Guardian of Friendless Girls

April 28, 1854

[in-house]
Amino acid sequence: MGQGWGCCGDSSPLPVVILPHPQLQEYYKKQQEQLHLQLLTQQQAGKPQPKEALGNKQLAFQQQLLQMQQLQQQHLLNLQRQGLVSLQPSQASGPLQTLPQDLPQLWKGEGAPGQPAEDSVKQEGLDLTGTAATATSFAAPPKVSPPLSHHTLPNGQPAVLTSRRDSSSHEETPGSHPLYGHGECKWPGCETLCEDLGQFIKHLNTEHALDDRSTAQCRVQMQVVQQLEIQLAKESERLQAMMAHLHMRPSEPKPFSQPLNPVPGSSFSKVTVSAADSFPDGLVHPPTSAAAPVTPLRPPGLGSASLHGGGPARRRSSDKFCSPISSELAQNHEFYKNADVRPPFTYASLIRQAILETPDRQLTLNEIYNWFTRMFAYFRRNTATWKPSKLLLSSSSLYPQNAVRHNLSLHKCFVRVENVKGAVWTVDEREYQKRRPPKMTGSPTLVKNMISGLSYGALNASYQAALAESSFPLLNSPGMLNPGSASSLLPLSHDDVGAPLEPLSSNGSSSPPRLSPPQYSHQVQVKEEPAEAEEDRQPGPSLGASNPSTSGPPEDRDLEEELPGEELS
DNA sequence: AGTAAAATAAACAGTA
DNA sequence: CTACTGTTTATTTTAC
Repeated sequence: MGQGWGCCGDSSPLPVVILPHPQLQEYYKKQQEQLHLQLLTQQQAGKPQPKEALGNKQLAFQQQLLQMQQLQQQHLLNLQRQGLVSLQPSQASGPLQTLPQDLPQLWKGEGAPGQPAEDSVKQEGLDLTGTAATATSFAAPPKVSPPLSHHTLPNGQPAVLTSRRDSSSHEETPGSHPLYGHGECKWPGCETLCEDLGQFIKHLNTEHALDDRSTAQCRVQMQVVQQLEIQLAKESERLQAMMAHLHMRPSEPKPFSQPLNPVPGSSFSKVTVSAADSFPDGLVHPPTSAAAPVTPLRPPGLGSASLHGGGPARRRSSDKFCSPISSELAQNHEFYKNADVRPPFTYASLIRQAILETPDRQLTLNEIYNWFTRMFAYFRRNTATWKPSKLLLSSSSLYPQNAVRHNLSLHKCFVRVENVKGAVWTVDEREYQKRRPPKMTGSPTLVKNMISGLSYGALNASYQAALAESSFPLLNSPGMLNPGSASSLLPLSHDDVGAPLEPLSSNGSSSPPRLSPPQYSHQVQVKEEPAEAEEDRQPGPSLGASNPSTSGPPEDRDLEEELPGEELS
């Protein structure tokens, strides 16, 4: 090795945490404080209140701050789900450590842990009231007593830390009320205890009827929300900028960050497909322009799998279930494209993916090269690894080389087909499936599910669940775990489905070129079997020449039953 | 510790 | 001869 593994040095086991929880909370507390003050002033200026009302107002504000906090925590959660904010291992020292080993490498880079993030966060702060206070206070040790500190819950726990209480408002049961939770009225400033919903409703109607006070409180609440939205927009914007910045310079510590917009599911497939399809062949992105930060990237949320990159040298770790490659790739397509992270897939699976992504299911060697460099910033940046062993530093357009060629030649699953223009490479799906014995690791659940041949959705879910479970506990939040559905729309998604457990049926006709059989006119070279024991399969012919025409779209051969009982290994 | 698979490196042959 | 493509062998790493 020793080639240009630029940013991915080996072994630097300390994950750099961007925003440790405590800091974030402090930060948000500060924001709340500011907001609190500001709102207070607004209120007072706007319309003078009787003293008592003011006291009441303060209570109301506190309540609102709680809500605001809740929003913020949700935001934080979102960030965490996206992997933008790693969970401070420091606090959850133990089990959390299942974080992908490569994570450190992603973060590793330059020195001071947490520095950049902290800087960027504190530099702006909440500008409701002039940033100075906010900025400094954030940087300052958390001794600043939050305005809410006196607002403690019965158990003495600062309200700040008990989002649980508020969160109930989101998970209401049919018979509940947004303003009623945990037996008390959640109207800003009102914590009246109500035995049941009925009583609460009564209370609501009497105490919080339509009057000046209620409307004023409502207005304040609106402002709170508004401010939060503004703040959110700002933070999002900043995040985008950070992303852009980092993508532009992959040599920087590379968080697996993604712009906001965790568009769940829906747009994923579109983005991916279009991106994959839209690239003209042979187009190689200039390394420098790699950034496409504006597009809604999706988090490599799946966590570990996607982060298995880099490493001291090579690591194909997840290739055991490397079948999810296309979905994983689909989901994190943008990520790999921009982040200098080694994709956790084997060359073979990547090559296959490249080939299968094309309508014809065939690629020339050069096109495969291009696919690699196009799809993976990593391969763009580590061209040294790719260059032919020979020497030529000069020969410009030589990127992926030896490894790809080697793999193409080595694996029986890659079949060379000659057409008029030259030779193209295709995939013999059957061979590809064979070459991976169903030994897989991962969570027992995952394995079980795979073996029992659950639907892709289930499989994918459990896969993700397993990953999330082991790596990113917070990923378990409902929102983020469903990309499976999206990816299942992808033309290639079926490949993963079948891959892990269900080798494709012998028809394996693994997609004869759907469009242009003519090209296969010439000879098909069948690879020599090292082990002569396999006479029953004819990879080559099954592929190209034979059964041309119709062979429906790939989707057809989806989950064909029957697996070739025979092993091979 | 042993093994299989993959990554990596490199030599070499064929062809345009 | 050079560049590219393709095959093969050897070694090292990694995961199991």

Rev. John T. Sargent, of Boston, writes to call attention to readers the plight of young girls on the streets of the city, and he appeals for assistance. “We ask your cooperation in a work of great importance. Our streets are full of children, wholly idle, or engaged in trifling occupations. Many of these are girls. Experience shows that idleness and vagrant habits lead them into temptation, and they soon become guilty of slight offences against the laws. If left unmolested by the police, they ripen into profligate and degraded offenders. If arrested or committed to jail or the House of Correction, they are, after a few months, rendered back to the community worse than before.”